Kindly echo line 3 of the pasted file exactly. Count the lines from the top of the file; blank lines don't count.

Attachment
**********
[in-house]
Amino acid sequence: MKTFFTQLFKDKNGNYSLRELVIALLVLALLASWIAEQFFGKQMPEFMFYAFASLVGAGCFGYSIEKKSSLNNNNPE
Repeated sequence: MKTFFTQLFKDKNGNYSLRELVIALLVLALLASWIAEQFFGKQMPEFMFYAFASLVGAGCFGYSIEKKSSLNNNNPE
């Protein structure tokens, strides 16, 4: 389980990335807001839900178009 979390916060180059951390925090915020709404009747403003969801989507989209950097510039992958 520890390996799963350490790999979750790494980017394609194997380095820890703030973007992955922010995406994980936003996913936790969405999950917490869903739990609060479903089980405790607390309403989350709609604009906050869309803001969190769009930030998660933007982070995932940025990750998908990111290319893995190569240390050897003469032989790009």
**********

Repeated sequence: MKTFFTQLFKDKNGNYSLRELVIALLVLALLASWIAEQFFGKQMPEFMFYAFASLVGAGCFGYSIEKKSSLNNNNPE